Hopeline, director abruptly part ways
By Jon Hawley
Thursday, September 20, 2018
In a surprising move, Albemarle Hopeline has apparently fired its director after less than four months on the job.
“We thank Mr. (Dwight) Decoskey for his service to this important organization,” Albemarle Hopeline President Robert Kelly-Goss said in a press release Thursday.
Kelly-Goss also said Heidi Prentiss, a long-serving Hopeline employee, will serve as interim director with Decoskey’s departure.
In a phone interview, Kelly-Goss declined to say why Hopeline’s board was parting ways with Decoskey, whom it strongly supported when announcing his hiring in May. Kelly-Goss said only that Hopeline plans to go in a different direction and that its board would meet to further define that direction.
Hopeline is a nonprofit organization that works to combat domestic violence and sexual assault through education and counseling. It also provides emergency shelter to victims of abuse.
Kelly-Goss declined to say if Decoskey had done anything wrong, and praised him as a “great guy” and a “professional.” He also said Hopeline would examine some of his initiatives. Decoskey spoke about those initiatives as recently as Monday, when he introduced himself to Pasquotank County commissioners during their finance committee meeting.
Though Kelly-Goss would not say if Decoskey had been fired, Decoskey suggested his leaving the agency was not a mutual decision.
“Today I am in a state of shock and awe at the treatment that I have received from my board; treatment from an organization for which I’ve represented, advocated, and one in which I believed and supported with the highest regard,” Decoskey said in an email.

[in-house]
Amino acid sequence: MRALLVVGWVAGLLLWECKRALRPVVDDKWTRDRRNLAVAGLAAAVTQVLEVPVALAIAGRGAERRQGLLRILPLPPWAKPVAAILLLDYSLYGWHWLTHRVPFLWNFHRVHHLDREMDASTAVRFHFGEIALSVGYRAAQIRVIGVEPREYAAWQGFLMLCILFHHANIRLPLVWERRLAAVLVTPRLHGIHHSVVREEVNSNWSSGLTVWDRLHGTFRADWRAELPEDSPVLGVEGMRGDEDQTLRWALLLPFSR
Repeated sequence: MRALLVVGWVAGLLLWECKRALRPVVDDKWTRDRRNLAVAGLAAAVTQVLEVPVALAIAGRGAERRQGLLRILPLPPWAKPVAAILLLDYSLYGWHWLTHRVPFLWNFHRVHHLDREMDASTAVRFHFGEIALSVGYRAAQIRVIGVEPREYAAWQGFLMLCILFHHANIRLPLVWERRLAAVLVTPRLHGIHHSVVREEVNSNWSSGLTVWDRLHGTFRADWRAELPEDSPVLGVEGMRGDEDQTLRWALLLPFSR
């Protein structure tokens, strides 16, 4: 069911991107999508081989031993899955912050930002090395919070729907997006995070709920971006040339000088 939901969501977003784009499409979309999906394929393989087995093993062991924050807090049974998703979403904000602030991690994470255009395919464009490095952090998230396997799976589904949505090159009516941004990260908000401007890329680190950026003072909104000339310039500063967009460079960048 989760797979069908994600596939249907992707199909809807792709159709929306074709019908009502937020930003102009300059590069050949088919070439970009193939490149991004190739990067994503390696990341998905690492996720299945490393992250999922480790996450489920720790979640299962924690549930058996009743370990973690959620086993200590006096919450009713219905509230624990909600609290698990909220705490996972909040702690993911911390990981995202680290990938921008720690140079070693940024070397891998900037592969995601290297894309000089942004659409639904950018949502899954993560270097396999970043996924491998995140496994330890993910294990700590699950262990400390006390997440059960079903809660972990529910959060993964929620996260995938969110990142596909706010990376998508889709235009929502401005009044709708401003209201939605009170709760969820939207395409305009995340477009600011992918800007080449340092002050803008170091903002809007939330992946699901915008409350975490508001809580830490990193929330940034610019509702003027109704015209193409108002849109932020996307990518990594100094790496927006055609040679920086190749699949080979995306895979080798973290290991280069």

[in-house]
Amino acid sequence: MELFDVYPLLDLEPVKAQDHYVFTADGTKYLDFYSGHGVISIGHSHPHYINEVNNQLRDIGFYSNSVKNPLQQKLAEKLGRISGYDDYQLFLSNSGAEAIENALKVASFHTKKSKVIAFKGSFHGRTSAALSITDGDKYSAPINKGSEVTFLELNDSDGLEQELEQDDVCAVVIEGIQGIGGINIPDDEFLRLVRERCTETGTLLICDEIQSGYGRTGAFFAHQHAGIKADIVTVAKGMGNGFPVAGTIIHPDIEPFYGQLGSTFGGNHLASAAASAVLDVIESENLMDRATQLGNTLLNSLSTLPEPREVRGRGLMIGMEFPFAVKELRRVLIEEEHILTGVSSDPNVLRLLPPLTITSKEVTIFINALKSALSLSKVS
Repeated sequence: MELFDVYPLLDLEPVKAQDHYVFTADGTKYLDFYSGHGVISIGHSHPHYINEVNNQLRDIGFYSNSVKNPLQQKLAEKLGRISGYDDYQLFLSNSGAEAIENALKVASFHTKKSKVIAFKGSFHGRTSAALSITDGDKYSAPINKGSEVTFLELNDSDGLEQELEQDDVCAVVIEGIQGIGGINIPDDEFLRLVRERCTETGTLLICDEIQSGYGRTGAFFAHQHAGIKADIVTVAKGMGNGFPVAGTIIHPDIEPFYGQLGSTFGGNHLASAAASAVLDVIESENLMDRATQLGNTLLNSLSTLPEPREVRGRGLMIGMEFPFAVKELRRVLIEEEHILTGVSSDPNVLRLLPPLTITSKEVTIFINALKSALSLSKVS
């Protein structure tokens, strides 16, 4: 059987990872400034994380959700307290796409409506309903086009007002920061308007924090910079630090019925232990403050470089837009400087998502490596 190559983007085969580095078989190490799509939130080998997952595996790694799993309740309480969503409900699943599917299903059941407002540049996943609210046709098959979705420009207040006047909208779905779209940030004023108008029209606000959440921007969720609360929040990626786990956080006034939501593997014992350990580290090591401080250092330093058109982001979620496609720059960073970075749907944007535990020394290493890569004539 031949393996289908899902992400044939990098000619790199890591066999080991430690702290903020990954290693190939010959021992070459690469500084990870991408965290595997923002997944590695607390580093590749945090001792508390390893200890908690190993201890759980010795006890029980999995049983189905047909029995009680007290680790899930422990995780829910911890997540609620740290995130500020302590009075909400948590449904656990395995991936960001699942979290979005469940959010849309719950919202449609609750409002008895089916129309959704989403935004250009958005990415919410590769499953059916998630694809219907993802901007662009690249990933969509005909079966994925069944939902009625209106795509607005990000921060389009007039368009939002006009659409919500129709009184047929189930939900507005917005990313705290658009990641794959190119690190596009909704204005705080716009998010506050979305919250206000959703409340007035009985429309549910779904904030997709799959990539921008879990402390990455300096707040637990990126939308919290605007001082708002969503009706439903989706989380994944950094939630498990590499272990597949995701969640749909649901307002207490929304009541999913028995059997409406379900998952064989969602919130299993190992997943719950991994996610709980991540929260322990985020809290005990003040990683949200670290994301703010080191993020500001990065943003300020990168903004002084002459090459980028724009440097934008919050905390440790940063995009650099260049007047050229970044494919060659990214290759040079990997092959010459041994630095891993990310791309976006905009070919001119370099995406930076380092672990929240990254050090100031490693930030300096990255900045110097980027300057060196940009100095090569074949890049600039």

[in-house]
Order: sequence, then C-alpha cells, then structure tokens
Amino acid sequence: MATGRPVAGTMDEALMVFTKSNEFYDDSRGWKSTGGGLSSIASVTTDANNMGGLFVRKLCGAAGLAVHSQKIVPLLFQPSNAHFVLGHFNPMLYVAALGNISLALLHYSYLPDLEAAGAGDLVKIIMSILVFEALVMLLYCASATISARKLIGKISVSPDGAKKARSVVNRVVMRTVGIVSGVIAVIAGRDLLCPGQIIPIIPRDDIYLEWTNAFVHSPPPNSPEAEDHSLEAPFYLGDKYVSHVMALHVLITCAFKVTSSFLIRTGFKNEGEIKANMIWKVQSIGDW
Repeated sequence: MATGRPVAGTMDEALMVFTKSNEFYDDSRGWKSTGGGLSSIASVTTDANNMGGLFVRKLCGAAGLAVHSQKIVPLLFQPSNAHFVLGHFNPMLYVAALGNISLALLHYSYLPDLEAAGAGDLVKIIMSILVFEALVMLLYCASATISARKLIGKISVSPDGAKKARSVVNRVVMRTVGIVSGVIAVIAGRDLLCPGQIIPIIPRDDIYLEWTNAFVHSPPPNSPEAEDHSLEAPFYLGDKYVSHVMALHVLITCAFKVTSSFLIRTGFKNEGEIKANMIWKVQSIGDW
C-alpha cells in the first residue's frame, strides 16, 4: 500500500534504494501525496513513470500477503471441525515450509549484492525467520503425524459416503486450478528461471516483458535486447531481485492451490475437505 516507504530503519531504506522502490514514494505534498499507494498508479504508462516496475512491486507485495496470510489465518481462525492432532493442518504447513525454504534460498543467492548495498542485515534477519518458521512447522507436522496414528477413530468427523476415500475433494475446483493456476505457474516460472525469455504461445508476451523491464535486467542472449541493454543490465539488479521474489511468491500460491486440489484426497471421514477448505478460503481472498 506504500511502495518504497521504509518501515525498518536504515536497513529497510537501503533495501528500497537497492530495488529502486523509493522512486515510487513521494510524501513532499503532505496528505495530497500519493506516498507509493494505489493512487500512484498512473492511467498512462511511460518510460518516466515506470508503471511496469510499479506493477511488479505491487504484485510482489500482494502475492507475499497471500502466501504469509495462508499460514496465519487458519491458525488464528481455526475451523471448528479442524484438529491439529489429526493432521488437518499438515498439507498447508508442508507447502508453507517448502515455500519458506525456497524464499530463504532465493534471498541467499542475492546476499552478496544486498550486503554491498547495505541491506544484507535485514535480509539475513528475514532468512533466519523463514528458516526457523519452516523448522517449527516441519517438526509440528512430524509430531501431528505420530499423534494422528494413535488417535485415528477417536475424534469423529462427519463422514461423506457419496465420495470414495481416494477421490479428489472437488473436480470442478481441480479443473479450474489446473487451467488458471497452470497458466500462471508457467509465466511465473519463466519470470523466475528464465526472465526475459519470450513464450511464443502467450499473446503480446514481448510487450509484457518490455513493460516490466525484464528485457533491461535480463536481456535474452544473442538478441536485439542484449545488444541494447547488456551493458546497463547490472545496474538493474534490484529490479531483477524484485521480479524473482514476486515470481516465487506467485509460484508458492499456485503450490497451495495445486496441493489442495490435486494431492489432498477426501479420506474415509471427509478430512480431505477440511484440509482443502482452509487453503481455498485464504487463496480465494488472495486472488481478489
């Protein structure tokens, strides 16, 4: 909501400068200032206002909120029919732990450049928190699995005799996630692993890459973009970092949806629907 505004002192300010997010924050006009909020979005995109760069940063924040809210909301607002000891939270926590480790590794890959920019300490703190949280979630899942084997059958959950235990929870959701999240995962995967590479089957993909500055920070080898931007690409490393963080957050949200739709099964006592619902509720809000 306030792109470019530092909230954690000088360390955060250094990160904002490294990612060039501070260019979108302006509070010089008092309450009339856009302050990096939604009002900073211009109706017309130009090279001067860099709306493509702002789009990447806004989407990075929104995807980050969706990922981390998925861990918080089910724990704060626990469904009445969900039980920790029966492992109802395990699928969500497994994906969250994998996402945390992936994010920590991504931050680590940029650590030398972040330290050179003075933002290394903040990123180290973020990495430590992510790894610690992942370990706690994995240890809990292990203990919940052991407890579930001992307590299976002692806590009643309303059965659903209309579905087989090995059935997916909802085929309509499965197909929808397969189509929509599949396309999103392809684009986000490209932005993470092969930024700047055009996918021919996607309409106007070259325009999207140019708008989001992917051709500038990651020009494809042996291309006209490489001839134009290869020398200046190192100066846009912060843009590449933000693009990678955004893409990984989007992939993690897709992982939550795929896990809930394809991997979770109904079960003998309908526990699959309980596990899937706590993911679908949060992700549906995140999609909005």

Decoskey said he needed “some time to process” the board’s decision, so he declined to say why he had been let go.
He added, however, that “I respect Hopeline’s service to this community but cannot respect the board’s decision at this time.”
Decoskey, a South Mills resident and former military contractor, took over at Hopeline after Katherine Rogers stepped down as director. Rogers did so voluntarily because Hopeline needed someone with strong experience in managing grants, she said in May. After his hiring was announced, Decoskey said he initially applied to be Hopeline’s grant administrator, but the board offered him the director’s job.
Though Decoskey came to Hopeline with a background in grant management and business administration, he lacked experience in counseling or related fields; Rogers also lacked that experience. He intended to focus on the business side of Hopeline to let counselors focus on their jobs, he told commissioners on Monday.
Decoskey was also notable as Hopeline’s first male director. Rogers said at the time he was hired that it’s not unprecedented for men to run counseling and shelter organizations.
Kelly-Goss indicated Prentiss would not grant an interview, saying she had been directed to refer all questions to him — including ones about her credentials and service to the Hopeline. Kelly-Goss said Prentiss has a background in psychology and counseling.